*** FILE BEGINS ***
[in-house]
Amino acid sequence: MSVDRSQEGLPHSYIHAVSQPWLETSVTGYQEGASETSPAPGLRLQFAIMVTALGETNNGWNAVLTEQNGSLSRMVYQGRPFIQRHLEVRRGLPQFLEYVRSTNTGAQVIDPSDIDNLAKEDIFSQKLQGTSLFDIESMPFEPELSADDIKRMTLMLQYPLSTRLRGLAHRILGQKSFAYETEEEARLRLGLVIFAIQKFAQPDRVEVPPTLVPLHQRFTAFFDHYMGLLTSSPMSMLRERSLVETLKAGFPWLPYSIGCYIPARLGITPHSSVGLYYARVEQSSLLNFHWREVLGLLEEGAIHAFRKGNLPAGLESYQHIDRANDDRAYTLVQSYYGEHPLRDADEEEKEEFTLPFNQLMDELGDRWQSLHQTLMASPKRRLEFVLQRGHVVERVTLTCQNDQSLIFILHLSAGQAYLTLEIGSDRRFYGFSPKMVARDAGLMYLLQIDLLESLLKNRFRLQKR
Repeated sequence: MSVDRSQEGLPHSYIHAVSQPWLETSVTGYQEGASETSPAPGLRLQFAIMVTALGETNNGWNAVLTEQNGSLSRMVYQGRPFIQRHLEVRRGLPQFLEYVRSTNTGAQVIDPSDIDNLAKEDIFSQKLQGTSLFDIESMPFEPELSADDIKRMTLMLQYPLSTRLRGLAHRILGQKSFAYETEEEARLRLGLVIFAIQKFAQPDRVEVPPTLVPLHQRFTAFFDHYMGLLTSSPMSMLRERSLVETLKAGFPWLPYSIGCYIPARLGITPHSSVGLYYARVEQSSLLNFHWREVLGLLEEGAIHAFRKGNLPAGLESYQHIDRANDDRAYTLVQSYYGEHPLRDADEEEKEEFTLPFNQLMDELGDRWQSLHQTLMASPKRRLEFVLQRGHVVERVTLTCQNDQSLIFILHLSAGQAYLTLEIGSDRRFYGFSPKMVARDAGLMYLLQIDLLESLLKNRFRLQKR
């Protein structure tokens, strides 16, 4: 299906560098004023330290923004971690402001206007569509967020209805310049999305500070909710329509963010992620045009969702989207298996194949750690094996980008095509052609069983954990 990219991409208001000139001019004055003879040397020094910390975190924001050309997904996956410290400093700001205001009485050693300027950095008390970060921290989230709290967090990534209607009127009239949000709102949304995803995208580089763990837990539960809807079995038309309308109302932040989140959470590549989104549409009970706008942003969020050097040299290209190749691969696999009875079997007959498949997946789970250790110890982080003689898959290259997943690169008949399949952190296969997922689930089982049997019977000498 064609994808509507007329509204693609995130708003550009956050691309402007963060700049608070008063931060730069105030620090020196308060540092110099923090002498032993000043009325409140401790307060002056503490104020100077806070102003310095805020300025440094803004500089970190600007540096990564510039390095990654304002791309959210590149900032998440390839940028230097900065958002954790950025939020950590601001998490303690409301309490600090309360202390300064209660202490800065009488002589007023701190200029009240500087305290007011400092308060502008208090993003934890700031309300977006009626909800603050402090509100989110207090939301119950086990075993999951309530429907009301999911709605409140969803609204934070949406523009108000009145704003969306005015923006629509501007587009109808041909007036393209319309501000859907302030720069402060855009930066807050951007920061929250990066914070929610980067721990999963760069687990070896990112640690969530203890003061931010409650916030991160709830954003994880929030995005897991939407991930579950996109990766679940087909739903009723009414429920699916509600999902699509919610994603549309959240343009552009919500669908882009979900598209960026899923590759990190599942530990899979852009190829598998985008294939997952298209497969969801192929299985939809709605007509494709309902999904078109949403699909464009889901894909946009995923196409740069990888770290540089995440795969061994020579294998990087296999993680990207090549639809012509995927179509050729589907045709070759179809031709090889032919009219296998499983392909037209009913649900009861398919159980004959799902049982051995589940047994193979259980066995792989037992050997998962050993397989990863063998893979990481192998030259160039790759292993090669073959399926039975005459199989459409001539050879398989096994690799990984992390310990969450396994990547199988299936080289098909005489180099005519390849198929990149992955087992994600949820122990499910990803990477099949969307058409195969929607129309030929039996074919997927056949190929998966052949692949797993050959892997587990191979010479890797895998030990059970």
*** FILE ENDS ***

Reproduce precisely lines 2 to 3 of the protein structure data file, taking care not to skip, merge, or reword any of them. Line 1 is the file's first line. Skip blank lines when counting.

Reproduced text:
Amino acid sequence: MSVDRSQEGLPHSYIHAVSQPWLETSVTGYQEGASETSPAPGLRLQFAIMVTALGETNNGWNAVLTEQNGSLSRMVYQGRPFIQRHLEVRRGLPQFLEYVRSTNTGAQVIDPSDIDNLAKEDIFSQKLQGTSLFDIESMPFEPELSADDIKRMTLMLQYPLSTRLRGLAHRILGQKSFAYETEEEARLRLGLVIFAIQKFAQPDRVEVPPTLVPLHQRFTAFFDHYMGLLTSSPMSMLRERSLVETLKAGFPWLPYSIGCYIPARLGITPHSSVGLYYARVEQSSLLNFHWREVLGLLEEGAIHAFRKGNLPAGLESYQHIDRANDDRAYTLVQSYYGEHPLRDADEEEKEEFTLPFNQLMDELGDRWQSLHQTLMASPKRRLEFVLQRGHVVERVTLTCQNDQSLIFILHLSAGQAYLTLEIGSDRRFYGFSPKMVARDAGLMYLLQIDLLESLLKNRFRLQKR
Repeated sequence: MSVDRSQEGLPHSYIHAVSQPWLETSVTGYQEGASETSPAPGLRLQFAIMVTALGETNNGWNAVLTEQNGSLSRMVYQGRPFIQRHLEVRRGLPQFLEYVRSTNTGAQVIDPSDIDNLAKEDIFSQKLQGTSLFDIESMPFEPELSADDIKRMTLMLQYPLSTRLRGLAHRILGQKSFAYETEEEARLRLGLVIFAIQKFAQPDRVEVPPTLVPLHQRFTAFFDHYMGLLTSSPMSMLRERSLVETLKAGFPWLPYSIGCYIPARLGITPHSSVGLYYARVEQSSLLNFHWREVLGLLEEGAIHAFRKGNLPAGLESYQHIDRANDDRAYTLVQSYYGEHPLRDADEEEKEEFTLPFNQLMDELGDRWQSLHQTLMASPKRRLEFVLQRGHVVERVTLTCQNDQSLIFILHLSAGQAYLTLEIGSDRRFYGFSPKMVARDAGLMYLLQIDLLESLLKNRFRLQKR